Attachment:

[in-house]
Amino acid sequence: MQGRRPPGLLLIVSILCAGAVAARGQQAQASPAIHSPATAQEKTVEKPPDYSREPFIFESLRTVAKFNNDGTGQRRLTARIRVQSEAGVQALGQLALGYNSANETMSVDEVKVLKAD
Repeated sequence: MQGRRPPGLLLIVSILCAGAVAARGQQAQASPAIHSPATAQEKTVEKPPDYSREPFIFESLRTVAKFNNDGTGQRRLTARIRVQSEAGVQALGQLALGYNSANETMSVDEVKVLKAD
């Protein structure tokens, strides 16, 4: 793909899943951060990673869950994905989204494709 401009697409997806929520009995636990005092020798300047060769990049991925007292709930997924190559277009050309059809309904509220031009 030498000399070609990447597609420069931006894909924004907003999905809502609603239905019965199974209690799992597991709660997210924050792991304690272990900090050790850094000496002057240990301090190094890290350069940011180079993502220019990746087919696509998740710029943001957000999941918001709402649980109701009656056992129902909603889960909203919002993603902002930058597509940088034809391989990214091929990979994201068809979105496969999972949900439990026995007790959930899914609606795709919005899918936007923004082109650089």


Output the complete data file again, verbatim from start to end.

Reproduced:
[in-house]
Amino acid sequence: MQGRRPPGLLLIVSILCAGAVAARGQQAQASPAIHSPATAQEKTVEKPPDYSREPFIFESLRTVAKFNNDGTGQRRLTARIRVQSEAGVQALGQLALGYNSANETMSVDEVKVLKAD
Repeated sequence: MQGRRPPGLLLIVSILCAGAVAARGQQAQASPAIHSPATAQEKTVEKPPDYSREPFIFESLRTVAKFNNDGTGQRRLTARIRVQSEAGVQALGQLALGYNSANETMSVDEVKVLKAD
């Protein structure tokens, strides 16, 4: 793909899943951060990673869950994905989204494709 401009697409997806929520009995636990005092020798300047060769990049991925007292709930997924190559277009050309059809309904509220031009 030498000399070609990447597609420069931006894909924004907003999905809502609603239905019965199974209690799992597991709660997210924050792991304690272990900090050790850094000496002057240990301090190094890290350069940011180079993502220019990746087919696509998740710029943001957000999941918001709402649980109701009656056992129902909603889960909203919002993603902002930058597509940088034809391989990214091929990979994201068809979105496969999972949900439990026995007790959930899914609606795709919005899918936007923004082109650089």